Why are bigger animals more energy-efficient? A new answer to a centuries-old biological puzzle
If you think about "unraveling the mysteries of the universe," you probably think of physics: astronomers peering through telescopes at distant galaxies, or experimenters smashing particles to smithereens at the Large Hadron Collider.
When biologists try to unravel deep mysteries of life, we too tend to reach for physics. But our new research, published in Science, shows physics may not always have the answers to questions of biology.
For centuries scientists have asked why, kilo for kilo, large animals burn less energy and require less food than small ones. Why does a tiny shrew need to consume as much as three times its body weight in food each day, while an enormous baleen whale can get by on a daily diet of just 5-30% of its body weight in krill?
While previous efforts to explain this relationship have relied on physics and geometry, we believe the real answer is evolutionary. This relationship is what maximizes an animal's ability to produce offspring.
How much do physical constraints shape life?
The earliest explanation for the disproportionate relationship between metabolism and size was proposed nearly 200 years ago.
In 1837, French scientists Pierre Sarrus and Jean-François Rameaux argued energy metabolism should scale with surface area, rather than body mass or volume. This is because metabolism produces heat, and the amount of heat an animal can dissipate depends on its surface area.
In the 185 years since Sarrus and Rameaux's presentation, numerous alternative explanations for the observed scaling of metabolism have been proposed.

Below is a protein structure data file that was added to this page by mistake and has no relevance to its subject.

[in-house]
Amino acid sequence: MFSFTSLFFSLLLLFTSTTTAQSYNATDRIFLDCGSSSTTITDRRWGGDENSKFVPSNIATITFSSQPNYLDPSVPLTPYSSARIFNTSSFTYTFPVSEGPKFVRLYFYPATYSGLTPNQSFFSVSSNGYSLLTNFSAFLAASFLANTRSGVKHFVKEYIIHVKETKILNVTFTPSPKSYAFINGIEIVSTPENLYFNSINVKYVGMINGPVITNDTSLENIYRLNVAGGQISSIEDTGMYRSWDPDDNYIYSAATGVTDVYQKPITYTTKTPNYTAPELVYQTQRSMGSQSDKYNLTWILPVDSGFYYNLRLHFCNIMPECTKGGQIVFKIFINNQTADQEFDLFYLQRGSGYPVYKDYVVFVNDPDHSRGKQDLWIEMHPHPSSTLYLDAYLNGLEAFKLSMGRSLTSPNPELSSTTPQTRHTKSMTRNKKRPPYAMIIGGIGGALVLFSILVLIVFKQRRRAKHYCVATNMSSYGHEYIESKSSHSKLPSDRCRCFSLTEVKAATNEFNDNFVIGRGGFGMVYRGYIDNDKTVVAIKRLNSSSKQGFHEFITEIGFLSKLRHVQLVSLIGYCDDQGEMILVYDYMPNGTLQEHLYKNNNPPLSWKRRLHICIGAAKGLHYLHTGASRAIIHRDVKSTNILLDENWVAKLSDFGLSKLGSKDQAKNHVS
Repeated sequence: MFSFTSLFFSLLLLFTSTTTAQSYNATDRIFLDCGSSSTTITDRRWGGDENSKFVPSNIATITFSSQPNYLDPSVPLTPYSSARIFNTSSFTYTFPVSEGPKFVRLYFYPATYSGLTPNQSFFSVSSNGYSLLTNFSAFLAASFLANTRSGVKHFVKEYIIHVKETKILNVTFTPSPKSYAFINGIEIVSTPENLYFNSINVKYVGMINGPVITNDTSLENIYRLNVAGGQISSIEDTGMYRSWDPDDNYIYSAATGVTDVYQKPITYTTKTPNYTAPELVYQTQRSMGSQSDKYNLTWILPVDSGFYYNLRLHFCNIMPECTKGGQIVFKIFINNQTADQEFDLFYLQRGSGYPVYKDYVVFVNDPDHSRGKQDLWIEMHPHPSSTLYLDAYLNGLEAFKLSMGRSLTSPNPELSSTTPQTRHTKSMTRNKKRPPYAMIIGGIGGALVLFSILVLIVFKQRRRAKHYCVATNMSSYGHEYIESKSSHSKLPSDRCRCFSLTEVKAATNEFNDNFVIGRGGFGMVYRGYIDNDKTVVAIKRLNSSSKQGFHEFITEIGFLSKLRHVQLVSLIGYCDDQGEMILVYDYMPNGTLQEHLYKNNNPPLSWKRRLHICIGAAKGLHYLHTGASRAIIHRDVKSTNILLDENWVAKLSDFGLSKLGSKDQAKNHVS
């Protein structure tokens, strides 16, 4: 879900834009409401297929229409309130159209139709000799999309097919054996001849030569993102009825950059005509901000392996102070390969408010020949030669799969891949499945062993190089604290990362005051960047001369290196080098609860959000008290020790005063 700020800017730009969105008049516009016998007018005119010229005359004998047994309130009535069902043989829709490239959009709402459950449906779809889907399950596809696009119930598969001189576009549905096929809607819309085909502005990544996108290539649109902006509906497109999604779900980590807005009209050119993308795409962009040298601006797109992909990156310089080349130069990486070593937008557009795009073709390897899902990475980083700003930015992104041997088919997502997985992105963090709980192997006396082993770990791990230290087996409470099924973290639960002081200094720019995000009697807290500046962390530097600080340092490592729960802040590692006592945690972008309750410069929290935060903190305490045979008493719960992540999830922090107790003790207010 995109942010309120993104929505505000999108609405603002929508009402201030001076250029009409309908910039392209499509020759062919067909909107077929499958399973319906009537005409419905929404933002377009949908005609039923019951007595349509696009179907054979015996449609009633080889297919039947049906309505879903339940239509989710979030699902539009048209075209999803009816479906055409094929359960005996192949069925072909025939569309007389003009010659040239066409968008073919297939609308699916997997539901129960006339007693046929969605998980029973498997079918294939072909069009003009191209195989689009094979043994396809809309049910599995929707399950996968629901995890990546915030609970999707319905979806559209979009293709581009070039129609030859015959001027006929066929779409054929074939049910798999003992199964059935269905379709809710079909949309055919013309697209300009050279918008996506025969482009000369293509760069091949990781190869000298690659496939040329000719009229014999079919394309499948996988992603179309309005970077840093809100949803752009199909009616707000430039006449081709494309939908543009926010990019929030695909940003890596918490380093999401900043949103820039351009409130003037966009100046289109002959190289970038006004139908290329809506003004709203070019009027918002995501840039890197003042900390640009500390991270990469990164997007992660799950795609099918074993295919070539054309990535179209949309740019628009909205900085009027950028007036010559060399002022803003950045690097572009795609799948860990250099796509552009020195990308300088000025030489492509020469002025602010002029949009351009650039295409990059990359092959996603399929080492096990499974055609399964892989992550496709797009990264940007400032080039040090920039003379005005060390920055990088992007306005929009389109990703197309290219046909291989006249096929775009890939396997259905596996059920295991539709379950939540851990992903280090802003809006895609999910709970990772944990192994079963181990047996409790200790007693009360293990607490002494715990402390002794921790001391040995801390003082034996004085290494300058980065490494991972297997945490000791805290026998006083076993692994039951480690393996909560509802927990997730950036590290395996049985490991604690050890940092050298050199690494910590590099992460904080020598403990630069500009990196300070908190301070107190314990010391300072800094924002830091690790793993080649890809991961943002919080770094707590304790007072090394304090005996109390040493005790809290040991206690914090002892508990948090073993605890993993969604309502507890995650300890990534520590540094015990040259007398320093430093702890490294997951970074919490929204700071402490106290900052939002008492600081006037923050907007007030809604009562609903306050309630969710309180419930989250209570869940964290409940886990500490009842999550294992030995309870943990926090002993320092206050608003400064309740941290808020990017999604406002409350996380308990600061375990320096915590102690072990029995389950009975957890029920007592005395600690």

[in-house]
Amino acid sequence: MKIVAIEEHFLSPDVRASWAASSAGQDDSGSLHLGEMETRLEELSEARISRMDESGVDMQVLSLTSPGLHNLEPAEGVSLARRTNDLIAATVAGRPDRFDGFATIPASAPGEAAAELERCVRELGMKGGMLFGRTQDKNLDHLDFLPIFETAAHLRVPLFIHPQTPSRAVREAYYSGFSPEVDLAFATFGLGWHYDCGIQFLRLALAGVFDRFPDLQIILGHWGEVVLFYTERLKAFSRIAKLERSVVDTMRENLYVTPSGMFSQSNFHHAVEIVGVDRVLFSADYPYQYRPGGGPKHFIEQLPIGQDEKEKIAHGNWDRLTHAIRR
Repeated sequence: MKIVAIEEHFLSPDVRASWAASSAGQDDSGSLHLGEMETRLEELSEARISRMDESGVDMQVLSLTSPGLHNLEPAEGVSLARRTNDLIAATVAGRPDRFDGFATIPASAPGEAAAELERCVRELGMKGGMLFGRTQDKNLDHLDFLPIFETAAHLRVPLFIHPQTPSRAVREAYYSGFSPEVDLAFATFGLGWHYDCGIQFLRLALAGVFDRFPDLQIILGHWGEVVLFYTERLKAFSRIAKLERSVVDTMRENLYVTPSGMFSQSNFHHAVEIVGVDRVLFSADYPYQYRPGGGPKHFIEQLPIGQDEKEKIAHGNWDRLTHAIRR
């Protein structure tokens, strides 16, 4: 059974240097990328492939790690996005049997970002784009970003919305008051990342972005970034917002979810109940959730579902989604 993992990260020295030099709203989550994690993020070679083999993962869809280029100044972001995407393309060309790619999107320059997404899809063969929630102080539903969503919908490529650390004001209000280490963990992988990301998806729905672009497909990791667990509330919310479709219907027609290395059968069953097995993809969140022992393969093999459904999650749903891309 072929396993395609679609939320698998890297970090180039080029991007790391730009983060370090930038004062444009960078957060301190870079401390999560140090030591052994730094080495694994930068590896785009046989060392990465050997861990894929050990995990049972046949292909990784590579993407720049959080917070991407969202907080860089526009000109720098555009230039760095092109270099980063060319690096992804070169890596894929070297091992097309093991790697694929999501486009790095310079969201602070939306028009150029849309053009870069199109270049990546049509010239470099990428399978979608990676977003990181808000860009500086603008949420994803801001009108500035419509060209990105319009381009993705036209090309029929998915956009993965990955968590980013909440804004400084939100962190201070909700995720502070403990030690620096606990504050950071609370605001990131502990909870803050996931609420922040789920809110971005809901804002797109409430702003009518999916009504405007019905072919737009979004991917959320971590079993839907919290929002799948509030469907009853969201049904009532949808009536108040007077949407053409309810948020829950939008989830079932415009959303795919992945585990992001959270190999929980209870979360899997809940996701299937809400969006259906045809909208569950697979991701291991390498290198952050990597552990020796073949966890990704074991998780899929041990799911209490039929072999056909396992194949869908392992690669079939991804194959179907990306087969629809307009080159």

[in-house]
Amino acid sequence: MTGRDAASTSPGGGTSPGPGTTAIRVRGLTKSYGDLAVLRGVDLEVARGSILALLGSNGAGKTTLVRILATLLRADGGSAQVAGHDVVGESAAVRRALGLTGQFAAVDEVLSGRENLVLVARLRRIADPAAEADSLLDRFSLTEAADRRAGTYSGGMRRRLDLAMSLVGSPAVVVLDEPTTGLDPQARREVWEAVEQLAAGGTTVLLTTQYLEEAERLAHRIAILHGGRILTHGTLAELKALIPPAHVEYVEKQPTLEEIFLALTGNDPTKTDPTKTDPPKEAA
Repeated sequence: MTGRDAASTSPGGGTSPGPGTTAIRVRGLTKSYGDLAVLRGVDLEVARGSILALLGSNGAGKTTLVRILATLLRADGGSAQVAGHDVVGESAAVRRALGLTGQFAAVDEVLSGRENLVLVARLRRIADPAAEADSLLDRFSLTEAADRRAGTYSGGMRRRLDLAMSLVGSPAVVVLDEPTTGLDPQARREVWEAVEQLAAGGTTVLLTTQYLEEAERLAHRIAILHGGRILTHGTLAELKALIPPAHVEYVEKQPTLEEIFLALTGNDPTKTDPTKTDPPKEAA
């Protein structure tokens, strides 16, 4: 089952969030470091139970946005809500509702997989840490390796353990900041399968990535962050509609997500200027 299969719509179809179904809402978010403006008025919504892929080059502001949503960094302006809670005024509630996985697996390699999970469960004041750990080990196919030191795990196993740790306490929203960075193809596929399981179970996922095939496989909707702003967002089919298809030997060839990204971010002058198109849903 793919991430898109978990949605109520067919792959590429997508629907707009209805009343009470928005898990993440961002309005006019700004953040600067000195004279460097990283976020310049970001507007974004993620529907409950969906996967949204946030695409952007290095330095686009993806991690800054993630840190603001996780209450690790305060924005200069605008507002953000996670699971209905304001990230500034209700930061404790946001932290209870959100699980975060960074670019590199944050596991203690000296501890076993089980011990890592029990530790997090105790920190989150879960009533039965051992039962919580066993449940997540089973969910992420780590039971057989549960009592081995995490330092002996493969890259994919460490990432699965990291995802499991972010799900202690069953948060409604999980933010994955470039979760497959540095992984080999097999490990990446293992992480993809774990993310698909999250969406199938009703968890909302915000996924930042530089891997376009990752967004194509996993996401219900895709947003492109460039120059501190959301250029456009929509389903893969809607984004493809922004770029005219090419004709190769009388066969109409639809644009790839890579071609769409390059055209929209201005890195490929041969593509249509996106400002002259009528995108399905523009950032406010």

Arguably the most famous of these was published by US researchers Geoff West, Jim Brown and Brian Enquist in 1997. They proposed a model describing the physical transport of essential materials through networks of branching tubes, like the circulatory system.
They argued their model offers "a theoretical, mechanistic basis for understanding the central role of body size in all aspects of biology."
These two models are philosophically similar. Like numerous other approaches put forward over the past century, they try to explain biological patterns by invoking physical and geometric constraints.
Evolution finds a way
Living organisms cannot defy the laws of physics. Yet evolution has proven to be remarkably good at finding ways to overcome physical and geometric constraints.
In our new research, we decided to see what happened to the relationship between metabolic rate and size if we ignored physical and geometric constraints like these.
So we developed a mathematical model of how animals use energy over their lifetimes. In our model, animals devote energy to growth early in their lives and then in adulthood devote increasing amounts of energy to reproduction.
We used the model to determine what characteristics of animals result in the greatest amount of reproduction over their lifetimes—after all, from an evolutionary point of view reproduction is the main game.
We found that the animals that are predicted to be most successful at reproducing are those that exhibit precisely the kind of disproportionate scaling of metabolism with size that we see in real life!
This finding suggests disproportionate metabolic scaling is not an inevitable consequence of physical or geometric constraints. Instead, natural selection produces this scaling because it is advantageous for lifetime reproduction.
The unexplored wilderness
In the famous words of Russian-American evolutionary biologist Theodosius Dobzhansky, "nothing makes sense in biology except in the light of evolution."
Our finding that disproportionate scaling of metabolism can arise even without physical constraints suggests we have been looking in the wrong place for explanations.
Physical constraints may be the principal drivers of biological patterns less often than has been thought. The possibilities available to evolution are broader than we appreciate.
Why have we historically been so willing to invoke physical constraints to explain biology? Perhaps because we are more comfortable in the safe refuge of seemingly universal physical explanations than in the relatively unexplored biological wilderness of evolutionary explanations.
Provided by The Conversation